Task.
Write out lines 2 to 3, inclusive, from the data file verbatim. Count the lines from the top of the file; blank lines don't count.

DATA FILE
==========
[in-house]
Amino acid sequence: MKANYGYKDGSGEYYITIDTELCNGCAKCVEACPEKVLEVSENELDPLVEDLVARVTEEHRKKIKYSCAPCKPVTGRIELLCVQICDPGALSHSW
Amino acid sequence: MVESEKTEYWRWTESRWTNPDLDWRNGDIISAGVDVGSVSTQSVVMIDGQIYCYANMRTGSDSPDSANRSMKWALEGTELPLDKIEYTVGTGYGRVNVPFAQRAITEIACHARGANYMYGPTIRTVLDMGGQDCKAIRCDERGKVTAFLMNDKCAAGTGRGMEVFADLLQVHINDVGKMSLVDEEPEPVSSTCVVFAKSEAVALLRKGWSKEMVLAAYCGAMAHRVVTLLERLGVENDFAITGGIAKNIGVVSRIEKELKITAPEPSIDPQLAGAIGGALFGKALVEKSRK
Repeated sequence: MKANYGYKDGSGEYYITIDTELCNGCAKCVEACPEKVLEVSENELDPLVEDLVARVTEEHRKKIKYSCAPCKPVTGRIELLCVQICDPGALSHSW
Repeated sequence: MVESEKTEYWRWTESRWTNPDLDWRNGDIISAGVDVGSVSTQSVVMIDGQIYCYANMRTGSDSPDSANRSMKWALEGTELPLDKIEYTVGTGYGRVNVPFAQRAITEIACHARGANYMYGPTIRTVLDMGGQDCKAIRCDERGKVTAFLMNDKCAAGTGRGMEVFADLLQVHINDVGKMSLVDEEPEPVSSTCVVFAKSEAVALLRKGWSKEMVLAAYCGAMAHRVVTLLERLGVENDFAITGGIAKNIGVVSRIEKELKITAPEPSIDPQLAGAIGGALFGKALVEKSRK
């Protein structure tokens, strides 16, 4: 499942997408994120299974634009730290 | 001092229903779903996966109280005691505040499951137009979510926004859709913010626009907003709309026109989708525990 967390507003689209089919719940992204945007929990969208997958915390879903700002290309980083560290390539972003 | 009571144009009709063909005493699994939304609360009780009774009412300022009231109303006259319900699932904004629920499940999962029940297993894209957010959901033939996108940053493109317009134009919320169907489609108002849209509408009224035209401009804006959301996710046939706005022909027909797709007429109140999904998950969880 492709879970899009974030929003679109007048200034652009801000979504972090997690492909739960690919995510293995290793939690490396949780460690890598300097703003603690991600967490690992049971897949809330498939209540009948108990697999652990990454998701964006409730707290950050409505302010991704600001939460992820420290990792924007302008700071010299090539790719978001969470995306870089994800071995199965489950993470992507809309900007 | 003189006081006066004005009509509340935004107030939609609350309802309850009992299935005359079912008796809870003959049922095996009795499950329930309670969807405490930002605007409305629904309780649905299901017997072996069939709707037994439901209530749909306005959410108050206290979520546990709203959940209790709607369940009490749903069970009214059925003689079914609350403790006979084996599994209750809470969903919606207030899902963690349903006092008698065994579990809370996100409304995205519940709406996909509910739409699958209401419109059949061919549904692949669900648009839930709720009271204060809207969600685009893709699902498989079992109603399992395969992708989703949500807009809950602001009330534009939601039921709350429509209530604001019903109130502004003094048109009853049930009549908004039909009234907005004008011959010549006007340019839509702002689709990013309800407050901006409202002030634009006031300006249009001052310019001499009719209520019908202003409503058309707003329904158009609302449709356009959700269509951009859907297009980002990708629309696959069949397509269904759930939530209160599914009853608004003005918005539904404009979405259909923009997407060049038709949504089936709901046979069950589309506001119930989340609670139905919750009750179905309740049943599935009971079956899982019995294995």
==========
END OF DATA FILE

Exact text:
Amino acid sequence: MKANYGYKDGSGEYYITIDTELCNGCAKCVEACPEKVLEVSENELDPLVEDLVARVTEEHRKKIKYSCAPCKPVTGRIELLCVQICDPGALSHSW
Amino acid sequence: MVESEKTEYWRWTESRWTNPDLDWRNGDIISAGVDVGSVSTQSVVMIDGQIYCYANMRTGSDSPDSANRSMKWALEGTELPLDKIEYTVGTGYGRVNVPFAQRAITEIACHARGANYMYGPTIRTVLDMGGQDCKAIRCDERGKVTAFLMNDKCAAGTGRGMEVFADLLQVHINDVGKMSLVDEEPEPVSSTCVVFAKSEAVALLRKGWSKEMVLAAYCGAMAHRVVTLLERLGVENDFAITGGIAKNIGVVSRIEKELKITAPEPSIDPQLAGAIGGALFGKALVEKSRK